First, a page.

Banks real estate exposure grows

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Banks’ exposure to real estate rose 2.9 percent in the first quarter of 2014 from the previous quarter, but maintained the proportion of such loans to their total end-March loan portfolio as it was at end-December last year, the central bank said on Friday.

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The real estate exposure (REE) of universal, commercial and thrift banks in the country stood at P1.035 trillion in the first three months of the year, Bangko Sentral ng Pilipinas (BSP) data shows.

The end-March REE was 2.9 percent higher than the P1.006 trillion exposure in the fourth quarter of 2013. The REE of universal, commercial and thrift banks refers to the sum of real estate loans and investments in real estate securities.

REE covers loans to developers of socialized and low-cost housing, loans to individuals, loans supported by non-risk collaterals or the Home Guaranty Corp. guarantee, as well as investments in securities to finance real estate activities and exposures by bank trust departments.

The BSP said the REE represented 21.3 percent of the banks’ total loan portfolio in March, similar to the figure recorded at the end of last year.

However, the exposure of commercial banks to commercial real estate lending, which is subject to a cap of 20 percent under central bank Circular 600, remains at 10.7 percent, it added.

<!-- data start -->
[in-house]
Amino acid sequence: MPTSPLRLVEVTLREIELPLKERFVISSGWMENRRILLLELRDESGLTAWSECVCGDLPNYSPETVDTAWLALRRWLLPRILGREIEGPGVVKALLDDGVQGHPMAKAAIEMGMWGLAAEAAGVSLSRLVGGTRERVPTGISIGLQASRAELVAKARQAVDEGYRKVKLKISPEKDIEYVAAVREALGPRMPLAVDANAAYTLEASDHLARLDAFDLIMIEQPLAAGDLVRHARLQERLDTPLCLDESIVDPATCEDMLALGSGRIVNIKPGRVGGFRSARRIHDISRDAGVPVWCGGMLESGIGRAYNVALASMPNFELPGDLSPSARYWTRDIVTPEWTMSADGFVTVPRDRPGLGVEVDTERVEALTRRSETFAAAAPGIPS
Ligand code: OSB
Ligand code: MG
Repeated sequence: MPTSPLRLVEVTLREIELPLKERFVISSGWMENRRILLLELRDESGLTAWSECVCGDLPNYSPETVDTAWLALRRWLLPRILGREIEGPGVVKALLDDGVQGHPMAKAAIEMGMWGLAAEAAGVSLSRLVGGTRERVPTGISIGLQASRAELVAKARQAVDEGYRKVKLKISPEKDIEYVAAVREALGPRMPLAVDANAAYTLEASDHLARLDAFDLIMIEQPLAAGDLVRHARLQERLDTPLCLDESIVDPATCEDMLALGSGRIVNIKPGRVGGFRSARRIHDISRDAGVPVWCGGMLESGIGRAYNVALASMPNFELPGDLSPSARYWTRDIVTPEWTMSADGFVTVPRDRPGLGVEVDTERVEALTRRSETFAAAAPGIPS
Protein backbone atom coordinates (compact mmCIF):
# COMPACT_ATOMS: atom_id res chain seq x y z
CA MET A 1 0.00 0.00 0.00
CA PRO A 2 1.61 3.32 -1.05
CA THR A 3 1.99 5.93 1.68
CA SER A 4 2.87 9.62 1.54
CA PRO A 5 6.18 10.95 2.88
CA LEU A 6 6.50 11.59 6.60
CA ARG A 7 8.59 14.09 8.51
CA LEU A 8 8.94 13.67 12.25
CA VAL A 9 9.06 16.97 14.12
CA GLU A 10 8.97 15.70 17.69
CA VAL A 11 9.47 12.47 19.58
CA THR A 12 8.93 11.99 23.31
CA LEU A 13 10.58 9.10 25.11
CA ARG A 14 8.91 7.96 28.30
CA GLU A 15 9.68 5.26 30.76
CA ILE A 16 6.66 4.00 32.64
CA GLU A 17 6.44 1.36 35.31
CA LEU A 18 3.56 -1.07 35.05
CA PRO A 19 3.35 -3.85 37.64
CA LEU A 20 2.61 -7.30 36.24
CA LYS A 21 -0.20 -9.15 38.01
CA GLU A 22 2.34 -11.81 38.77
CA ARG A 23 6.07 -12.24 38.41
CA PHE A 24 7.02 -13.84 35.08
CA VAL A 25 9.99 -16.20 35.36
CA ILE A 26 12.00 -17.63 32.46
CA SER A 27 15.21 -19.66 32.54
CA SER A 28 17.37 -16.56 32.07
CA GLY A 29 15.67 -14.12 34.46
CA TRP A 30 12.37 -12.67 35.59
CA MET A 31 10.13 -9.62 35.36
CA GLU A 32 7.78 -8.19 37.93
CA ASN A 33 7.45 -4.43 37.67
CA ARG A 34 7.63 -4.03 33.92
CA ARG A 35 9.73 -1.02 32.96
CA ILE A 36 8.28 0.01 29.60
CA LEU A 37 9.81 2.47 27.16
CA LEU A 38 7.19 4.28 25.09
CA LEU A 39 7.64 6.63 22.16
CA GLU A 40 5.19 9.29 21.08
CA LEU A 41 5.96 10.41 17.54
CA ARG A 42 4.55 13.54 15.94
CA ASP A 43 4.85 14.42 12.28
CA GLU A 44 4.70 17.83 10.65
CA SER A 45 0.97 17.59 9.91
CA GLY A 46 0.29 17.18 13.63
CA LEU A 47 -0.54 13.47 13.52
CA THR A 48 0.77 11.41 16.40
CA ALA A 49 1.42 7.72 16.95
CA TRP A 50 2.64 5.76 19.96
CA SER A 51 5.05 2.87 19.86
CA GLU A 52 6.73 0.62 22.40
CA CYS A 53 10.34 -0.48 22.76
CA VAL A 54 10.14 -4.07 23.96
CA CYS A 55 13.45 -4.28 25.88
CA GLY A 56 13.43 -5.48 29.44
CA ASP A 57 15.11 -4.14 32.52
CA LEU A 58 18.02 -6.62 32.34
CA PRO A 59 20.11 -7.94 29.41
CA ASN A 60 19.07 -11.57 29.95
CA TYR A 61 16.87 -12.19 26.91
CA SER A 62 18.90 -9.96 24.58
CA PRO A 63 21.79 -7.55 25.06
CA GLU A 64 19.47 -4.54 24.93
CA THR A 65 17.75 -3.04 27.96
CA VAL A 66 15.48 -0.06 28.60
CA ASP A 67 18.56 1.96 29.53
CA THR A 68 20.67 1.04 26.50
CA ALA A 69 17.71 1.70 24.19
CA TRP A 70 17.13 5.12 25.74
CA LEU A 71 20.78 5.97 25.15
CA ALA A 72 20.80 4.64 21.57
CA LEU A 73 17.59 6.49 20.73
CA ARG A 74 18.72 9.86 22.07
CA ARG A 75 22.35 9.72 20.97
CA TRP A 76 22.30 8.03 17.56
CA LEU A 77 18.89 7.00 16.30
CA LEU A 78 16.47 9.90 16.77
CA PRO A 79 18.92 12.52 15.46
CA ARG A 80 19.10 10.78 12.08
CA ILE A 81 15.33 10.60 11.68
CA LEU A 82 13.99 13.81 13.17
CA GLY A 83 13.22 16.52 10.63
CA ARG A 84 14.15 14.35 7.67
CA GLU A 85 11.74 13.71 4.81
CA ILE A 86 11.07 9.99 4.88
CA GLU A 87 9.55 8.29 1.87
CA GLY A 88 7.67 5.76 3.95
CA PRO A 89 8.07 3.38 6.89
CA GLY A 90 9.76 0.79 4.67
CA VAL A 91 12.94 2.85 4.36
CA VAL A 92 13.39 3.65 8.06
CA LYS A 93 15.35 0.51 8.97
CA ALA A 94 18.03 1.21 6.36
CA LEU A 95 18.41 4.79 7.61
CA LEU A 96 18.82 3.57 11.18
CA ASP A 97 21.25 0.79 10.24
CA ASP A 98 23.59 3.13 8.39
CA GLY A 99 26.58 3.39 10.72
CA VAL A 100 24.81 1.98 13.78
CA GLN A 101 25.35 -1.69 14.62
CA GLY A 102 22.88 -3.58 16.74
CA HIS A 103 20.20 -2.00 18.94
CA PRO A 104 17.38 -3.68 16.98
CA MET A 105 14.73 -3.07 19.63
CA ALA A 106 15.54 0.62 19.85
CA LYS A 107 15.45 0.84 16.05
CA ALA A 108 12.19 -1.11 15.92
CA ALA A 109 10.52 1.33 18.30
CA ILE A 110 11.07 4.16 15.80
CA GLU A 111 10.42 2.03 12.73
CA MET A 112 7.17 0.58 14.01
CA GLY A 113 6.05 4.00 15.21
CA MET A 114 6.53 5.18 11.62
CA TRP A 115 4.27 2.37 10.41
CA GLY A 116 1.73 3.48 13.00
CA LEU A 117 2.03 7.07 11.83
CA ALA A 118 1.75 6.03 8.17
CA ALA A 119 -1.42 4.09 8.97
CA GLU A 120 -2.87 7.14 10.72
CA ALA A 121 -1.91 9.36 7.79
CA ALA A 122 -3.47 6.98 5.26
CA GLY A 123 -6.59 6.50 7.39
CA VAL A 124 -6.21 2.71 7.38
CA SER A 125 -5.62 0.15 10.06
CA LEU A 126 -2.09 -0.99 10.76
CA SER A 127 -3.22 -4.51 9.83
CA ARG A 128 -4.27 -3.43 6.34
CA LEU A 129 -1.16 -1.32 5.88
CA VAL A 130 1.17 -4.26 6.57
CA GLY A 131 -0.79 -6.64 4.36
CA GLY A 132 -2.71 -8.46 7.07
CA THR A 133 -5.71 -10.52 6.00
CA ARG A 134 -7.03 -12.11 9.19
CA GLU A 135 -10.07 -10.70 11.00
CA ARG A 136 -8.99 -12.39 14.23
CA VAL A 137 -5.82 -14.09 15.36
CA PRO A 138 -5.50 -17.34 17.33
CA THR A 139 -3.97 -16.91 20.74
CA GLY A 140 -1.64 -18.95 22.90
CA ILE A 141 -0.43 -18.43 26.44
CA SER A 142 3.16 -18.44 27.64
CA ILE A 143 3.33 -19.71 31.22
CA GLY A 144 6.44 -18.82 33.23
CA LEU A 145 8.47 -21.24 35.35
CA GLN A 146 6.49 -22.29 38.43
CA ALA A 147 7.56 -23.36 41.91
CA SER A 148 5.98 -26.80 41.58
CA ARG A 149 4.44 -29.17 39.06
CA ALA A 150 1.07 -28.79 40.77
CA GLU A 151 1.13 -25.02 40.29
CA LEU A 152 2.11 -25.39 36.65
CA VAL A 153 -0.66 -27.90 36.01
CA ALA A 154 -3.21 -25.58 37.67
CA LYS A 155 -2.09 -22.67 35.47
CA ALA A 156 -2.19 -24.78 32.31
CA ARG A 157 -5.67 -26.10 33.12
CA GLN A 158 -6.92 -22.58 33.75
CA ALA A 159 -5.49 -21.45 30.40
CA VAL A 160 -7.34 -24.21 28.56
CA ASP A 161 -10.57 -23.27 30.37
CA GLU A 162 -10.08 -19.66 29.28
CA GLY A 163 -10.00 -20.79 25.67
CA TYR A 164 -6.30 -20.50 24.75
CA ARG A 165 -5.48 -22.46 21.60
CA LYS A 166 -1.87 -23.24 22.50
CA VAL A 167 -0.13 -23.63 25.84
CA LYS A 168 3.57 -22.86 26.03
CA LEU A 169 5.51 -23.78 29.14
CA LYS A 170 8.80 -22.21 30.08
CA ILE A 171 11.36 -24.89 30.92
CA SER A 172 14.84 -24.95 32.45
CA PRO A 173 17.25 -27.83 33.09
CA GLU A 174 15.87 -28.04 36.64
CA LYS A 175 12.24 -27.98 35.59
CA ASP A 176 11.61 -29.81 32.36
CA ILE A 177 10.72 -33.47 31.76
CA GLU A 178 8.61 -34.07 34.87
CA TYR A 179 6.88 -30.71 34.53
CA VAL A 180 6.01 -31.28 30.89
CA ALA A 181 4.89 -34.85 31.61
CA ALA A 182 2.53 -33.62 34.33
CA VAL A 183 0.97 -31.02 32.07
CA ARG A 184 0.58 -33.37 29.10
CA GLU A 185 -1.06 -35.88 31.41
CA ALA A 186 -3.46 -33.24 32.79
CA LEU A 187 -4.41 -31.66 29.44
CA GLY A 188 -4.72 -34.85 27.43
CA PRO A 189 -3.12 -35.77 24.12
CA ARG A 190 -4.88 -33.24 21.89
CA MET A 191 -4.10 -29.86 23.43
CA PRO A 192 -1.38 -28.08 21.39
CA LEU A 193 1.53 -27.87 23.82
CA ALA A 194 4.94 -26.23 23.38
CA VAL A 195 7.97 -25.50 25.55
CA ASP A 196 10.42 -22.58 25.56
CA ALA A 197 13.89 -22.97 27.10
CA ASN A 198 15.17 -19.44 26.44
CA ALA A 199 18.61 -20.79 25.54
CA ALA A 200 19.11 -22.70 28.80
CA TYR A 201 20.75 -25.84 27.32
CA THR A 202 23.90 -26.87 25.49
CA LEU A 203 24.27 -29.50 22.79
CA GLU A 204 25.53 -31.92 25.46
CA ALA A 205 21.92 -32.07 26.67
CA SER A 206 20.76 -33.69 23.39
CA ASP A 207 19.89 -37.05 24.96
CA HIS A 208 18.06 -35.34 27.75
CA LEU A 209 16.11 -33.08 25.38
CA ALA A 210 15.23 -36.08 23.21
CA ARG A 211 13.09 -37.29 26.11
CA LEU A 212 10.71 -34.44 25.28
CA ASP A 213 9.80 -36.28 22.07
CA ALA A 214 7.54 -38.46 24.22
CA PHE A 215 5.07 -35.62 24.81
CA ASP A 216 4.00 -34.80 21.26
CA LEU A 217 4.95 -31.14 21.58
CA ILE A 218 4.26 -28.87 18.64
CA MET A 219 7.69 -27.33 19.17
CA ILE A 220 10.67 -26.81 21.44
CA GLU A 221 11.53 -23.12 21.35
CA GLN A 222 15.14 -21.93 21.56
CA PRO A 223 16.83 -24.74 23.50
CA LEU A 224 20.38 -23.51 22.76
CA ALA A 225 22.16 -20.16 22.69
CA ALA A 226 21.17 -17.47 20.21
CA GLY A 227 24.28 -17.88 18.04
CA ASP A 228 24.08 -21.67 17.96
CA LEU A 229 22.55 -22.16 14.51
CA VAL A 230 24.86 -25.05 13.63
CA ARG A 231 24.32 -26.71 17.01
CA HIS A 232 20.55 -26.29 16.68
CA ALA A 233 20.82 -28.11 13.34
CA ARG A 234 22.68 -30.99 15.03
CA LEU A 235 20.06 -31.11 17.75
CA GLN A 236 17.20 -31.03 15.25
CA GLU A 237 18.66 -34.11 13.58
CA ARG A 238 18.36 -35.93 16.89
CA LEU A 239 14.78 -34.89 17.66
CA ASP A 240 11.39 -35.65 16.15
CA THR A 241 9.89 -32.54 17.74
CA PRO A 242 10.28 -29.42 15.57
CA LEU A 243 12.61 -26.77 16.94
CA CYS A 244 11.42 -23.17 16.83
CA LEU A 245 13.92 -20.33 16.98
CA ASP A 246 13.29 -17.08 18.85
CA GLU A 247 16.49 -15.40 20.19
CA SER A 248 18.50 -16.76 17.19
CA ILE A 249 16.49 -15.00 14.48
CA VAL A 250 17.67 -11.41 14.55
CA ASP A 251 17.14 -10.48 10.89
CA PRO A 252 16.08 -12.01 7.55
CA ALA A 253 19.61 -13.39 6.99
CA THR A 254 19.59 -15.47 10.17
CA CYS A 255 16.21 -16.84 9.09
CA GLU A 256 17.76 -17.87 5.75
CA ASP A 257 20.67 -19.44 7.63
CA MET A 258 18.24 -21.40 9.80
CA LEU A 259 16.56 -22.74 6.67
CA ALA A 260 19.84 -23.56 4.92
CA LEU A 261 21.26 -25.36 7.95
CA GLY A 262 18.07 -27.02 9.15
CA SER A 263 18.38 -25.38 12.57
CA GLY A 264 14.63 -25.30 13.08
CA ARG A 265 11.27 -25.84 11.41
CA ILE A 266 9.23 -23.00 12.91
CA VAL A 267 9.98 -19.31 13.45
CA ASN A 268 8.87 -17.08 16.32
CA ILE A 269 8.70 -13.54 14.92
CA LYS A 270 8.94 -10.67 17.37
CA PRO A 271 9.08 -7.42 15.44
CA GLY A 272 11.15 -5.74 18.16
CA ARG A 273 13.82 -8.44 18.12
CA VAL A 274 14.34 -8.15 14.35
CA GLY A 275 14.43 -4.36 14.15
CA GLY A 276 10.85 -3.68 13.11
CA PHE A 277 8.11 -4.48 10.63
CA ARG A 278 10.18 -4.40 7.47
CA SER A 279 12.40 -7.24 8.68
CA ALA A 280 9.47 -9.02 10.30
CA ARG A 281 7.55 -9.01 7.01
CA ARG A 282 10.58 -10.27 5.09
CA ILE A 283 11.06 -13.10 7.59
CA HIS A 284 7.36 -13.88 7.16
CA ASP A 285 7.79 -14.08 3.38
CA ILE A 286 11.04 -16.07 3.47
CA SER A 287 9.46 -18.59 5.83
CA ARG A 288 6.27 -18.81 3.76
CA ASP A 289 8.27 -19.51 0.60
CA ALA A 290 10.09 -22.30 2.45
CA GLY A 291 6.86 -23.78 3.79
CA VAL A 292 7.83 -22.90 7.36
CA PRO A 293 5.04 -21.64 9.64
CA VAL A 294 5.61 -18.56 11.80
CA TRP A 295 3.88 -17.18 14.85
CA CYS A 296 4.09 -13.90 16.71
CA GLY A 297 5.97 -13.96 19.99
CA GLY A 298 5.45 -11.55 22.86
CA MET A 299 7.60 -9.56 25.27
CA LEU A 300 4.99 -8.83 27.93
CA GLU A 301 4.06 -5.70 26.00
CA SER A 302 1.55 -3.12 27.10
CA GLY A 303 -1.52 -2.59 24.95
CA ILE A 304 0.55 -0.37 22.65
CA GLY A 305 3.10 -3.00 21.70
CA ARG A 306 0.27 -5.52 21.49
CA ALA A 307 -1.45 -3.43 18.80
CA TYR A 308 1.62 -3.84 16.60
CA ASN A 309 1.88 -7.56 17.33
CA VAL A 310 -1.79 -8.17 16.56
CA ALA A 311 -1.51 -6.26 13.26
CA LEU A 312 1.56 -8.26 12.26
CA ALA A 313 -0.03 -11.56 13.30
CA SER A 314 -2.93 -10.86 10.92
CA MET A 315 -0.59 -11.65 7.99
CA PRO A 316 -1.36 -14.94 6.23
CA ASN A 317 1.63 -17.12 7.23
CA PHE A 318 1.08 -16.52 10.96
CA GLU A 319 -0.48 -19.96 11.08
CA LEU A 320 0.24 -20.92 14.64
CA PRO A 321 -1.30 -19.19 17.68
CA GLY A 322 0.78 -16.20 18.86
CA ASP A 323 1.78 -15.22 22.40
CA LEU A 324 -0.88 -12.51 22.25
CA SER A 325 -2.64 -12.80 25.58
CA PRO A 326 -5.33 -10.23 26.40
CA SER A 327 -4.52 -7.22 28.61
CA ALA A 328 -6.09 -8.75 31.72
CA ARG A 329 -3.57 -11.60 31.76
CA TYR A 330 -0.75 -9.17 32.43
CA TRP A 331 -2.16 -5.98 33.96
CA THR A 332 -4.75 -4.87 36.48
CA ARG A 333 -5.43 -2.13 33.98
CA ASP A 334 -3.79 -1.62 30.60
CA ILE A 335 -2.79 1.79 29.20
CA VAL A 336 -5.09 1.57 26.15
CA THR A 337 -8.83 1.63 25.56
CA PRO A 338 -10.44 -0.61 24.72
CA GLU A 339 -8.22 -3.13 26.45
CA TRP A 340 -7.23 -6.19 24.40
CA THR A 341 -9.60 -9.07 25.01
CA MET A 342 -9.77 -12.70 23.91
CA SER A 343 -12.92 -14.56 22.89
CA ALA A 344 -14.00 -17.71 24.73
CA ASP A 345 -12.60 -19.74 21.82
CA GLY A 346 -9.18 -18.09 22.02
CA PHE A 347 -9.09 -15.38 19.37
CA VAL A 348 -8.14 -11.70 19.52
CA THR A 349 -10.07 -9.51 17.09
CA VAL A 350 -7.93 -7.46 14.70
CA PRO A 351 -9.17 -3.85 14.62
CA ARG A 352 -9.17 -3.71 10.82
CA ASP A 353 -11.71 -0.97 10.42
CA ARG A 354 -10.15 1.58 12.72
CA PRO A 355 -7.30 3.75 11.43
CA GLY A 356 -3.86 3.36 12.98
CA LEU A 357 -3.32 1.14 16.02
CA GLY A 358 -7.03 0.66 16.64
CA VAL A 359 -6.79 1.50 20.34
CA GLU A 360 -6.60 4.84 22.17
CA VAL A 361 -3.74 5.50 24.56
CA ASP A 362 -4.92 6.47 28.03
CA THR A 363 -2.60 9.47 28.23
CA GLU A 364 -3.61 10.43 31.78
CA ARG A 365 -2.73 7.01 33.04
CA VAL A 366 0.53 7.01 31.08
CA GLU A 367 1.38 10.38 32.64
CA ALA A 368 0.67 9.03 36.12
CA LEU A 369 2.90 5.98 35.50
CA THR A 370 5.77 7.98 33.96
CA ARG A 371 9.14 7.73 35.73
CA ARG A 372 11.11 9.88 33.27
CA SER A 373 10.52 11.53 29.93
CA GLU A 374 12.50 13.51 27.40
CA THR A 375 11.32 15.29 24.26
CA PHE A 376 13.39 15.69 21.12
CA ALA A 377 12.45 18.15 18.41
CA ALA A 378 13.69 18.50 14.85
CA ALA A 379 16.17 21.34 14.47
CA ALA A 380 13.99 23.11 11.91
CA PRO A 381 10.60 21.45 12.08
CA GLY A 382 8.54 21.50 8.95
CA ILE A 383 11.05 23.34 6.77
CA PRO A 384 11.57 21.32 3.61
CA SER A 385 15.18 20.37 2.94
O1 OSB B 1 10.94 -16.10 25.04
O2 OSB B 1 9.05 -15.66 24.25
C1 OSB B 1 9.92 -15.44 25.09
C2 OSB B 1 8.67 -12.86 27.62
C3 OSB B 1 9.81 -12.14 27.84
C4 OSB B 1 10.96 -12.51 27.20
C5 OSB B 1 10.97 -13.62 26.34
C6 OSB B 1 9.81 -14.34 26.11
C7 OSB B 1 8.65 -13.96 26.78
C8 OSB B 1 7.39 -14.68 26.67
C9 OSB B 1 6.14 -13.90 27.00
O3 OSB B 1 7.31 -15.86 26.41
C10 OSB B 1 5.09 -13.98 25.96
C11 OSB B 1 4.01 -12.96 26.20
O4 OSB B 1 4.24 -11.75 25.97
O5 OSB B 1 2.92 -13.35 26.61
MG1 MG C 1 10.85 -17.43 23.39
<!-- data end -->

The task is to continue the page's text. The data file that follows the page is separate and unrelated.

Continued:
The central bank traced the increase in banks’ REE mainly to lenders’ real estate loans (RELs), which expanded by 2.8 percent to P866.6 billion in March this year from P843 billion in December last year.

Loans to real estate sector represented 83.7 percent of banks’ exposure to real estate, the BSP said.

Loans granted to land developers, construction companies and other corporate entities represented 60 percent of the RELs while the remaining 40 percent went to borrowers acquiring residential properties.

Investments in real estate securities, meanwhile, rose by 3.1 percent to P168.6 billion at end-March from P163.6 billion a quarter earlier. Investments in real estate securities accounted for 16.3 percent of the REE during the period.

Meanwhile, banks’ non-performing loans to real estate at end-March this year represented 2.77 percent of their RELs, marginally lower than the 2.80 percent recorded a quarter earlier, the central bank data showed.

“The banks’ non-performing RELs have been on a downward trend since 2012,” the BSP said.

The assessment of banks’ exposure to the different sectors of the economy is part of BSP’s continuing efforts to maintain the stability of the Philippine financial system, it said.

In June, the BSP announced the new stress test requirements for banks that have REE, which are bound to make the financial sector more careful about too much exposure to real estate credit risk.

Under the new measure, banks will undergo stress tests to determine whether their capital levels are sufficient to absorb the risk from their real estate lending. It requires banks to assume a write-off of 25 percent of their property exposure, and imposes minimum capital thresholds of a 6 percent common equity Tier 1 (CET1) ratio and a 10 percent total capital ratio after incorporating the effect of the stressed losses on the banks’ capital.

The requirements took effect on July 19.

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